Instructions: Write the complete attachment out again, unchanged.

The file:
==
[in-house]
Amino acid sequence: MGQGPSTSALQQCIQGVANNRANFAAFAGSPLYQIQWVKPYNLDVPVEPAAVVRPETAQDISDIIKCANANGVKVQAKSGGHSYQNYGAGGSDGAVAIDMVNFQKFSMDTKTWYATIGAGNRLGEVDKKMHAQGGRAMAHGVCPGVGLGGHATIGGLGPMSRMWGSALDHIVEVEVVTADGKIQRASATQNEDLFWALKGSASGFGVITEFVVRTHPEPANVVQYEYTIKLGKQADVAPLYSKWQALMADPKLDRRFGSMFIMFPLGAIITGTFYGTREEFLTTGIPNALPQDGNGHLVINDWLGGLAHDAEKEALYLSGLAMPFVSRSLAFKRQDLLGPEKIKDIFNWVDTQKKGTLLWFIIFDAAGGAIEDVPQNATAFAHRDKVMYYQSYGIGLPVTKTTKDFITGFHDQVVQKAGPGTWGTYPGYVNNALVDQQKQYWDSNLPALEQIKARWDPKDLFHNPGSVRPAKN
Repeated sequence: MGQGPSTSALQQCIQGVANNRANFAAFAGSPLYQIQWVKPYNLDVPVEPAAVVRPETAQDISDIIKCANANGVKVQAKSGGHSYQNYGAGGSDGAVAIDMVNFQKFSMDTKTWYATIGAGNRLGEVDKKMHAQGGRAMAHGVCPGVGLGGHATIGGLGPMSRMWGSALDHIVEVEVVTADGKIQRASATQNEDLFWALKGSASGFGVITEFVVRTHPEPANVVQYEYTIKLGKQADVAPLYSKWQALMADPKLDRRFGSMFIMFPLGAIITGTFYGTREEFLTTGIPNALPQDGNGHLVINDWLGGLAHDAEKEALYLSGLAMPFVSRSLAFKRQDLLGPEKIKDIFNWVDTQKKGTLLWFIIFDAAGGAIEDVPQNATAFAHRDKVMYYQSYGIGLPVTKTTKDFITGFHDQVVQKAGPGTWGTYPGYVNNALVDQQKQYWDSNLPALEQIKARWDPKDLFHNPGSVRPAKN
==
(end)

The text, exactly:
[in-house]
Amino acid sequence: MGQGPSTSALQQCIQGVANNRANFAAFAGSPLYQIQWVKPYNLDVPVEPAAVVRPETAQDISDIIKCANANGVKVQAKSGGHSYQNYGAGGSDGAVAIDMVNFQKFSMDTKTWYATIGAGNRLGEVDKKMHAQGGRAMAHGVCPGVGLGGHATIGGLGPMSRMWGSALDHIVEVEVVTADGKIQRASATQNEDLFWALKGSASGFGVITEFVVRTHPEPANVVQYEYTIKLGKQADVAPLYSKWQALMADPKLDRRFGSMFIMFPLGAIITGTFYGTREEFLTTGIPNALPQDGNGHLVINDWLGGLAHDAEKEALYLSGLAMPFVSRSLAFKRQDLLGPEKIKDIFNWVDTQKKGTLLWFIIFDAAGGAIEDVPQNATAFAHRDKVMYYQSYGIGLPVTKTTKDFITGFHDQVVQKAGPGTWGTYPGYVNNALVDQQKQYWDSNLPALEQIKARWDPKDLFHNPGSVRPAKN
Repeated sequence: MGQGPSTSALQQCIQGVANNRANFAAFAGSPLYQIQWVKPYNLDVPVEPAAVVRPETAQDISDIIKCANANGVKVQAKSGGHSYQNYGAGGSDGAVAIDMVNFQKFSMDTKTWYATIGAGNRLGEVDKKMHAQGGRAMAHGVCPGVGLGGHATIGGLGPMSRMWGSALDHIVEVEVVTADGKIQRASATQNEDLFWALKGSASGFGVITEFVVRTHPEPANVVQYEYTIKLGKQADVAPLYSKWQALMADPKLDRRFGSMFIMFPLGAIITGTFYGTREEFLTTGIPNALPQDGNGHLVINDWLGGLAHDAEKEALYLSGLAMPFVSRSLAFKRQDLLGPEKIKDIFNWVDTQKKGTLLWFIIFDAAGGAIEDVPQNATAFAHRDKVMYYQSYGIGLPVTKTTKDFITGFHDQVVQKAGPGTWGTYPGYVNNALVDQQKQYWDSNLPALEQIKARWDPKDLFHNPGSVRPAKN